Timepoint [1] 295307 0
Pain score (VAS) at 30 minutes post analgesia.
Secondary outcome [1] 315319 0
Mean change in Visual Analog Scale pain score from pre-administration (T0) to 15 minutes (T15) and 60 minutes (T60) post-administration and the difference in the means between the two groups.
Composite outcome. Assessed from the patient scored VAS recorded on the data collection form.
Timepoint [1] 315319 0
Pain score (VAS) at 15 and 60 minutes post analgesia.
Secondary outcome [2] 315320 0
Percentage requiring an additional dose of fentanyl at T15, and the difference between the two groups. Composite outcome. Assessed from the data recorded by the investigator on the data collection form.
Timepoint [2] 315320 0
Additional INF at 15 minutes post analgesia.
Secondary outcome [3] 315321 0
Compare Adverse event profiles in the two groups. Examples of known adverse events are: Over-sedation. This will be monitored by the treating doctor, using the Ramsay sedation scale. Nausea and vomiting. These will be monitored by the study doctor as per standard patient care and anti-emetics may be indicated. Assessed from the data recorded by the investigator on the data collection form.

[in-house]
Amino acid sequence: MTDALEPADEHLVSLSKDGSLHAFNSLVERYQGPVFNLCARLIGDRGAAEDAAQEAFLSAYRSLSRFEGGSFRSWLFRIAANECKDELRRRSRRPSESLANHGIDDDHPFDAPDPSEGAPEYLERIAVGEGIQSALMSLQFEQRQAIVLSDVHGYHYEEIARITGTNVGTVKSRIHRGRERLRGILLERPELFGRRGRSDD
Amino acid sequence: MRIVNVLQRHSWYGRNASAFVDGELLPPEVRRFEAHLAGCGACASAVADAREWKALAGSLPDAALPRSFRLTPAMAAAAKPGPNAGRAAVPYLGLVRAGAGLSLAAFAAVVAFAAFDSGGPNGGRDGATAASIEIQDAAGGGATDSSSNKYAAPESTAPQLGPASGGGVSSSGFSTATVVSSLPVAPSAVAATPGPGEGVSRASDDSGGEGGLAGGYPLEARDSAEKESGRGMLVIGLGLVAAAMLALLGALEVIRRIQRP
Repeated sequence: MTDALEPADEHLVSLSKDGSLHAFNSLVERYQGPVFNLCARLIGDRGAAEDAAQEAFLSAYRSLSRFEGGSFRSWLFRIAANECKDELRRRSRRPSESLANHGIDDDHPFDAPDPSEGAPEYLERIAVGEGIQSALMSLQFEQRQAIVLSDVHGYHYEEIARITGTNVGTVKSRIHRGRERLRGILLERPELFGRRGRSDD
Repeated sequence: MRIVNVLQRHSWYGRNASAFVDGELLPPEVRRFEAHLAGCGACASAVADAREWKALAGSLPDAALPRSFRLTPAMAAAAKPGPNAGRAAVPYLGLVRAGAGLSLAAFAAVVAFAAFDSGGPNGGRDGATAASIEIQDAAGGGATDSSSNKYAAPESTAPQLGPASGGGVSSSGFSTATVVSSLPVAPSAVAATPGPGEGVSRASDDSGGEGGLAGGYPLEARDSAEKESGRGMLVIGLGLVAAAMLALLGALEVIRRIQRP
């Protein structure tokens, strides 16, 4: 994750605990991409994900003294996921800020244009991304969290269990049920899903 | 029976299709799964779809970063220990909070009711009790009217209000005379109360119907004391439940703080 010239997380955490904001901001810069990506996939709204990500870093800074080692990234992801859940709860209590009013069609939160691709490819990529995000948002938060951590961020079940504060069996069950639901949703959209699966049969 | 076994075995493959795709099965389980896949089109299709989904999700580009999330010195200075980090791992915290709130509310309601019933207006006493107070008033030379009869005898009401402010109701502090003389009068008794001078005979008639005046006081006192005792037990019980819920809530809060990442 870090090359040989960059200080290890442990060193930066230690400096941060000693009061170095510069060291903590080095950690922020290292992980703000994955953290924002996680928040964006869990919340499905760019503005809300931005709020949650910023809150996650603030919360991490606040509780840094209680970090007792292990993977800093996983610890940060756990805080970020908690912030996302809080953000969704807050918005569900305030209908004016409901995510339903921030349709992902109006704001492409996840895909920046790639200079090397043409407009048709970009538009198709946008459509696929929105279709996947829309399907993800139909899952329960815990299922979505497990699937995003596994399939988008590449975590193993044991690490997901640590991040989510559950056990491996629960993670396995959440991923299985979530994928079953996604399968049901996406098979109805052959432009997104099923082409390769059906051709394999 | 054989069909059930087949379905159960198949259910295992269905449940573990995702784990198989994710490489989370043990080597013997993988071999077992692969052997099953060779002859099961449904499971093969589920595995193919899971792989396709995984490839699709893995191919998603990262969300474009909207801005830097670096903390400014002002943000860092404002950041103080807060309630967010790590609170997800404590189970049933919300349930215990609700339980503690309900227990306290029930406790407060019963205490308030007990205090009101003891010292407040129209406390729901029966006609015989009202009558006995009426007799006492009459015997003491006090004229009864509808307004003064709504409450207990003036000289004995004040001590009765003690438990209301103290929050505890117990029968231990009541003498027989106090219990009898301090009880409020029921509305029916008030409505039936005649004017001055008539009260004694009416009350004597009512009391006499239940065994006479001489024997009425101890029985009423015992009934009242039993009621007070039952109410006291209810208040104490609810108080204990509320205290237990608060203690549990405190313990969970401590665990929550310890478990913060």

Timepoint [3] 315321 0
any time an adverse event occurs from the time of drug administration until T60

Eligibility
Key inclusion criteria
1. Age 18 years to 75 years of age
2. Self-report pain severity as being 6 or more on the standard 10 point verbal rating scale (0 is none, 10 is worst pain imaginable)
3. Medical recommendation for parenteral analgesia (treating doctor’s discretion)
4. Pain from any cause other than the 3 specific exclusions (see below)
Minimum age
18 Years
Maximum age
75 Years
Gender
Both males and females
Can healthy volunteers participate?
No
Key exclusion criteria
1. Known allergy or previous adverse reaction to fentanyl
2. Patients over 75 years of age
3. Use of oral, intranasal, transdermal or parenteral narcotic analgesia in previous 4 hours (either pre-hospital or in the emergency department) [NB. Pre-hospital use of short-acting inhaled methoxyfluorane alone or non-narcotic analgesics do not constitute an exclusion]